The latest from Dan Loeb below:
California sunlight, sweet Calcutta rain
Honolulu starbright the song remains the same. . .
Sing out Hare Hare, dance the Hoochie Koo
City lights are oh so bright, as we go sliding, sliding, sliding through.
— Led Zeppelin, “The Song Remains the Same”
For everything there is a season, and a time for every matter under heaven . . . a time to cast away stones, and a time to gather stones together; a time to embrace, and a time to refrain from embracing.
— Ecclesiastes 3:1?8
Hope is not a strategy.
— Rigo Durazo (Combat Instructor, Craft International)
Review and Outlook
The budget is not the only thing in deficit today, as a paucity of leadership has left the country without a stable framework in which businesses can conduct business, investors can invest, and consumers can consume without a high degree of uncertainty and fear. Politically charged statements and brinkmanship have served to deepen divisiveness between the parties and led to confusion and fear among citizens. There has been much said about who is allegedly the “adult in the room,” but President Obama has yet to speak to Americans as adults, insisting instead on his preferred technique – stirring up class warfare. Scaring senior citizens about the possibility of not receiving their Social Security and Medicare checks, lambasting the corporate jet industry, and calling for higher taxes on managers of private partnerships is not a constructive approach to handling a complex multi?trillion dollar problem that will have a multi?generational impact.
In remarks on the House floor this week, Representative Paul Ryan (R?WI) neatly characterized the perils of the present moment: “I keep hearing . . . .’ The President’s got a plan. The President’s offering balance.’ The President hasn’t offered a thing yet. Nothing on paper. Nothing in public.
The President did inherit a tough problem. No two ways about it. What did he do with this problem? He drove us deeper into debt. One trillion dollars of borrowed money for a stimulus that was promised to keep unemployment below 8 percent and went up to 10 percent and now it’s at 9.2 percent. A stalled economy. A budget the President gave us that doubles the debt in five years and triples it in 10 years. That’s not leadership.”
It is increasingly difficult to avoid the conclusion that while Washington burns, President Obama is fiddling away by insisting that the only solution to the nation’s problems – whether unemployment, the debt ceiling, or deficit reductions – lies in redistribution of wealth. Perhaps the difference between President Obama and many Americans is that the President sees prosperity as a sign of “unfairness” that needs to be corrected by government via higher taxes and increased regulation. Perhaps a plan that led the way forward by expanding opportunities rather than redistributing outcomes and emphasized growth and prosperity for all would be met with less political resistance.
Meanwhile, on the other side of the Atlantic, limited progress has not been able to outweigh fears that the EMU runts may topple the strongmen in the end. Our concerns over the European situation have increased during the past few weeks, and we believe it is becoming more likely that Europe will experience a painful slowdown.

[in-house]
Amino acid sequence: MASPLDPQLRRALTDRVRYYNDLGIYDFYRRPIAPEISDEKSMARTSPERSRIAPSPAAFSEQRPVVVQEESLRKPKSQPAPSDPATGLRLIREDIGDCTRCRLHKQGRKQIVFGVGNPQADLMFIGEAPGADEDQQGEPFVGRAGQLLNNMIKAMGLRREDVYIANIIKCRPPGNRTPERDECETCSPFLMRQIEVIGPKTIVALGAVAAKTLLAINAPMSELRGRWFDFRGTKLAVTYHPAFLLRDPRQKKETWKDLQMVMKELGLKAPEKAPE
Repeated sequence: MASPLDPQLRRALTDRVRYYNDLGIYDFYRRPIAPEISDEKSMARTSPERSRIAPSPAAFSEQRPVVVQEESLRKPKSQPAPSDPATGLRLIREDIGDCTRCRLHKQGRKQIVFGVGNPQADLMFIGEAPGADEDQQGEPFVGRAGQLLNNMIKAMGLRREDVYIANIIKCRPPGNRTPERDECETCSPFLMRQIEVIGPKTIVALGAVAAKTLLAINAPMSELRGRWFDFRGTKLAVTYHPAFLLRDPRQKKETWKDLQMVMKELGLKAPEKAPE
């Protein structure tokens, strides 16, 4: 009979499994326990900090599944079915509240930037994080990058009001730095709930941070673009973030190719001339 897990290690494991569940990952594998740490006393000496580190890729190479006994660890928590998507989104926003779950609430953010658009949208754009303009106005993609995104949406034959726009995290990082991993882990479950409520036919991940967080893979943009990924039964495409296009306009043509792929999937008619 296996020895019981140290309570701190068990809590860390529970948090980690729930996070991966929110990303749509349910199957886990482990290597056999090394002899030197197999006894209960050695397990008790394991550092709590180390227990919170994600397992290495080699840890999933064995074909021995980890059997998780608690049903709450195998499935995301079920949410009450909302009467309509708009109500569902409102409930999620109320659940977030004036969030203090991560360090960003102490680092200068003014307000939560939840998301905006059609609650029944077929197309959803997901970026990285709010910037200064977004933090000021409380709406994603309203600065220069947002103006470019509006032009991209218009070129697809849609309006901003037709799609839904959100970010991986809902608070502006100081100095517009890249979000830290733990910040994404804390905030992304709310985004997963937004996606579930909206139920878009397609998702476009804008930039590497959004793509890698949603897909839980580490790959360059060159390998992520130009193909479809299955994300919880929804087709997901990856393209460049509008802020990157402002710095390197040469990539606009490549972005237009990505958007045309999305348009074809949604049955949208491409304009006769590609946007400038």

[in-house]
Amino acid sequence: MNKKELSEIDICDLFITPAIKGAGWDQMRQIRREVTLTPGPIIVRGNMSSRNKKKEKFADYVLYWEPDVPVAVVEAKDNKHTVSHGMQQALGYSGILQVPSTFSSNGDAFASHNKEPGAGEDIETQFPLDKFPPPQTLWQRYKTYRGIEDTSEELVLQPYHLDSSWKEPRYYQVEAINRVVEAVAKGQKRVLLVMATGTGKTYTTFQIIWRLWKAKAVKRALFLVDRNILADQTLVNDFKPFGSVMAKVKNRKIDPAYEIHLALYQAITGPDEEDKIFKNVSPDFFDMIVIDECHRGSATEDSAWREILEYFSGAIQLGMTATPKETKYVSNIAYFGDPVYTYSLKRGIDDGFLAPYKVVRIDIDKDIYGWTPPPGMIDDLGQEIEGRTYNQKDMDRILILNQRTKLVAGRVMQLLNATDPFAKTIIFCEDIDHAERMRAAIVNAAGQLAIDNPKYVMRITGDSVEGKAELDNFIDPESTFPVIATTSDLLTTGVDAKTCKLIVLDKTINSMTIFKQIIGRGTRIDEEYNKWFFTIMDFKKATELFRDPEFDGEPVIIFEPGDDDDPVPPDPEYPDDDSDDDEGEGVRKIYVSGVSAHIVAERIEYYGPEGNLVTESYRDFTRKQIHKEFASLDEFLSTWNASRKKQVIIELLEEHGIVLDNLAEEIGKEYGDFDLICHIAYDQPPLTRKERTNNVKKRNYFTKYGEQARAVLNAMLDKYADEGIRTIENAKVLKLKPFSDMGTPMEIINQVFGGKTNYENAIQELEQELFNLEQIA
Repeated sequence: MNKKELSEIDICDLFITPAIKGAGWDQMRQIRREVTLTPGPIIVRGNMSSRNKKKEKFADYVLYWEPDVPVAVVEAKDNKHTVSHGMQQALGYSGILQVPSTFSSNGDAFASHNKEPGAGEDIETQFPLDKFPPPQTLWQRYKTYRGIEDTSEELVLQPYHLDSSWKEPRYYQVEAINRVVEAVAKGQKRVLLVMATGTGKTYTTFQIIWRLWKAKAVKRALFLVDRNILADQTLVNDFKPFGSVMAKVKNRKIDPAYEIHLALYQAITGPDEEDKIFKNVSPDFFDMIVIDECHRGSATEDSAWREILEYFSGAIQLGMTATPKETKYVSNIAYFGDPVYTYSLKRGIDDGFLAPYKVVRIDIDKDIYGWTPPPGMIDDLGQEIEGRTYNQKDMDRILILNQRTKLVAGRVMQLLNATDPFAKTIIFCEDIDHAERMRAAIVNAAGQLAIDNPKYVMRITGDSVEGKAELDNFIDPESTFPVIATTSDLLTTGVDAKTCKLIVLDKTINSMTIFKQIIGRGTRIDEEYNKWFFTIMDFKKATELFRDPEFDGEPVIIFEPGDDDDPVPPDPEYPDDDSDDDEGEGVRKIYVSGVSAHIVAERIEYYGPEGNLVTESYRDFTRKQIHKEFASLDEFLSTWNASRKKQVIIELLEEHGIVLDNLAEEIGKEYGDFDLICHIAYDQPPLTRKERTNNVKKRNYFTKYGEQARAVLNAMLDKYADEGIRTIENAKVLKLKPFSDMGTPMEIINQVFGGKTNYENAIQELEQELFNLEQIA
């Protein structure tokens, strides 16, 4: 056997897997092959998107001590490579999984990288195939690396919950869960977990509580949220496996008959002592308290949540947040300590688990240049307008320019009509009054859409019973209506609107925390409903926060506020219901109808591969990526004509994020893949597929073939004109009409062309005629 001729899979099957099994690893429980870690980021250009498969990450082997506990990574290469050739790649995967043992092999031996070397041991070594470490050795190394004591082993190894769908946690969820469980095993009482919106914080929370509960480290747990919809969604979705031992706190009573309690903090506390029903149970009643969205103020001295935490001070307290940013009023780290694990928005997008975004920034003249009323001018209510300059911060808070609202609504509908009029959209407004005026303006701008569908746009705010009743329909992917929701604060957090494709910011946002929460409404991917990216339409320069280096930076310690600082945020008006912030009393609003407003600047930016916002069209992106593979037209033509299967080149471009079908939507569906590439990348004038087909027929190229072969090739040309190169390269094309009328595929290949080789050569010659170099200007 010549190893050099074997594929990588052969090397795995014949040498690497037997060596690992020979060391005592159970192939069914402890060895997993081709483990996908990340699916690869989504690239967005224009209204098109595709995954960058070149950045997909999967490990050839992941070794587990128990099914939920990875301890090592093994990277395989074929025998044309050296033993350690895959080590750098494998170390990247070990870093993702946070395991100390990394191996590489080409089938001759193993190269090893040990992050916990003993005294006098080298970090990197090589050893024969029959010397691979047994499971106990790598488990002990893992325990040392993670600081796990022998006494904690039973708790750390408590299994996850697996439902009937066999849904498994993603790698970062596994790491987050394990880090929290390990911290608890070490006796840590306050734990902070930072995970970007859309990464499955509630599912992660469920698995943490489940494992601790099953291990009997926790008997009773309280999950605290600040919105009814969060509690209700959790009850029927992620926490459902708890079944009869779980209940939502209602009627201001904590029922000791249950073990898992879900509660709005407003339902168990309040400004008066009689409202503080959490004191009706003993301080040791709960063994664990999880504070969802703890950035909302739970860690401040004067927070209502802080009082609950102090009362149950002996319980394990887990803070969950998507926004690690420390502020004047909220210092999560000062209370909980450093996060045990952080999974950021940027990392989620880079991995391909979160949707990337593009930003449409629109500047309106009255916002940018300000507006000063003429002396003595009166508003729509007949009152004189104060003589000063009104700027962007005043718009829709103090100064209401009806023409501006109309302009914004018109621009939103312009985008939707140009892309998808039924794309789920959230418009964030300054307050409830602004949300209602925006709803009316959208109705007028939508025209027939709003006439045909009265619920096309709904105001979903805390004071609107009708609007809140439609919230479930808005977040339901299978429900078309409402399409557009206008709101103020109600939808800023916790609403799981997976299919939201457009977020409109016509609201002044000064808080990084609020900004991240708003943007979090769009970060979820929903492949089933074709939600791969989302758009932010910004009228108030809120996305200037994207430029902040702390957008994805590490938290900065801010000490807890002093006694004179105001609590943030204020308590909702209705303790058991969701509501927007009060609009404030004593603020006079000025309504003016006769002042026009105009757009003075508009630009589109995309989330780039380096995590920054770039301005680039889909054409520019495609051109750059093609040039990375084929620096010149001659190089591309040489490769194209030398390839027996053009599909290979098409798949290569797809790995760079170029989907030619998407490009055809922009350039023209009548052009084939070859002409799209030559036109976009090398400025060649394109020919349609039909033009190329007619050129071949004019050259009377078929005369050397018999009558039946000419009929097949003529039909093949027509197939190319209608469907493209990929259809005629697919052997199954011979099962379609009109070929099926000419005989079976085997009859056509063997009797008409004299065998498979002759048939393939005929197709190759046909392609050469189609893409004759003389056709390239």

The confluence of unresolved first order economic issues and an absence of authoritative, credible global leadership have rendered markets perpetually anxious. Fear of being carried out is quickly overridden by fear of missing out, and the schizophrenic swings we are continuing to witness make investing treacherous. Until we see solutions for the twin perils facing the United States and Europe – and with our existing leadership focused on scoring political points and Europe’s problems increasingly complex, we cannot say with any certainty when that will be – we are inclined to be cautious with your capital.
Generally, we are “bottom?up investors.” However we are living in a climate where these economic and political considerations are at least as – if not more – important than underlying fundamentals in forecasting investment outcomes. Given the great uncertainty described above and sentiment levels that reflect it, I can foresee scenarios where securities could trade much higher – or much lower. Happily, as Warren Buffet has pointed out, we operate in a “no strike” game, which is to say that we can let many pitches pass us by before swinging at the ball that comes right to our sweet spot.
As such we’ve chosen to take a step back from the plate. We reduced our net exposures throughout the second quarter. Beginning in April, we concluded that the equity market no longer offered compelling upside considering the S&P was up ~9% YTD despite the heightening of the issues noted above as well as the Japanese earthquake and tsunami disasters. Towards the end of the quarter, we started to increase our single name short equity portfolio, largely because we saw that the market had started to reward individual stock picking for the first time in months, as correlations finally started to fall.
Our single name short portfolio is now ~$1.6B or approximately 23% of AUM. Our equity long/short net exposure declined from 42% on March 31 to 31% on June 30. The entire portfolio’s net exposure declined from 90% at the beginning of the quarter to 62% at quarter end, and on a beta?adjusted basis, portfolio exposure decreased from 64% to 36%.